Building a Probit Spreadsheet: Building a Probit spreadsheet from the Logit is straightforward since they
differ only in the link and related cells. First make a copy of the Logit sheet from which
to work. Change columns F, G, and T, and U (also columns N and O), to reflect the Probit
link, as summarized in Table 3. Build Cell G6, the probit link, then copy into the
appropriate rows of the data sheet on page one of the spreadsheet. Build Cell T29 and copy
into the appropriate rows in the Model Evaluation, Right and Left Confidence Contour
tables on the second page of the spreadsheet; similarly for Cell U29. Again notice that
log(cracksize) at a given POD is used in EXCEL, while POD at a given
cracksize is used in Quattro Pro and Lotus 123, because of the plotting conventions in
the different spreadsheets.
Table 3 (probit link)

column F 
column G 
Cell T29
(also column N) 
Cell U29
(also column O) 

not used 
Link 
log(a) 
POD 
EXCEL 

=NORMSDIST($E6) 
=NORMSINV(U29)*X29+W29 
0.9 
Quattro Pro 

@NORMSDIST($E6) 
0.5 (say) 
@NORMSDIST((T29W29)/X29) 
Lotus 123 

not supported(^{1}) 


Lotus 123 does not support some @ functions, including
@NORMAL(•), when using the Solver. 
Interpreting the Results:
It is interesting to note the degree to which the
conventional quadratic form (an ellipse, Kendall and Stuart (1979)) approximates the
confidence region shown in Figure 2a. The shape seems about right  it looks like
an ellipse  but whereas the quadratic form is centered at the mle's, here the geometric
center of the confidence region and the mle's are far from coincident. Thus confidence
bounds based on the quadratic form would be conservative in some regions and
anticonservative in others. (In this example the resulting a_{90/95} for
the quadratic approximation  performed elsewhere  is 0.168 inches, or about half the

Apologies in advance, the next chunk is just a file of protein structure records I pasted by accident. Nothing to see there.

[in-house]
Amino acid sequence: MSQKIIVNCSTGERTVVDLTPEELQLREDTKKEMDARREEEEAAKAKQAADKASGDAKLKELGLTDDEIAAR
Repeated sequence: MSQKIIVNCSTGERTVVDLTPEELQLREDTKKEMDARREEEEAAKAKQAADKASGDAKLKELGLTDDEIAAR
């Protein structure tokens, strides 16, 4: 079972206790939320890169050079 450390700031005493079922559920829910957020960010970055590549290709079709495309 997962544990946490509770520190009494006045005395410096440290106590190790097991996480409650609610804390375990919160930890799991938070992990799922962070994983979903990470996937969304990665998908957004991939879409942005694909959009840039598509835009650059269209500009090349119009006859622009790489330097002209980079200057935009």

0.318 inches determined here using the likelihood ratio criterion.) The tilt of the
"ellipse" is due to the nonzero covariance between the location and scale
parameters, which itself results from an experiment with twice as many hits as misses. (Of
course designing an experiment with equal numbers of hits and misses would require knowing
the location parameter in advance.)
It is also interesting to see that unlike conventional regression
where observations at the extremes of the experimental space have greater influence than
those near the center, the opposite is true of binary data. The contributions to the total
likelihood of tests with very high probability of success  or failure  are minimal
unless there is an unexpected outcome, as can be seen by examining the spreadsheet, column
H. Not surprisingly the more influential tests are those for which the outcome is not a
foredrawn conclusion. For this reason experience suggests that NDE experiments should be
designed with about a quarter of the cracksizes small and likely to be missed, a quarter
large and likely to be found, and half in a cracksize range where the outcome is uncertain
beforehand. A discussion of the sensitivity of a maximum likelihood fit of a logistic
regression model and other similar models to extreme points in the design space can be
found in Pregibon (1981).
Finally, it is worthwhile to compare the logit and probit
descriptions of this FPI experiment. Not surprisingly, they are indistinguishable near the
center of the data, and the a_{50} is 0.033" for both the logit and
probit. At 90% POD they differ only slightly, 0.090" for the logit,
0.087" for the probit. (That difference, 0.003 inches, 3 mils, is about the diameter
of a human hair.) But the confidence statements by the different models begin to
illustrate the heavier tails exhibited by the logistic function. For the logit a_{90/95}
is 0.318" and is 0.266" for the probit. This provides a reminder of the
meaninglessness of confidence statements "correctly" estimated for an
inappropriate model.
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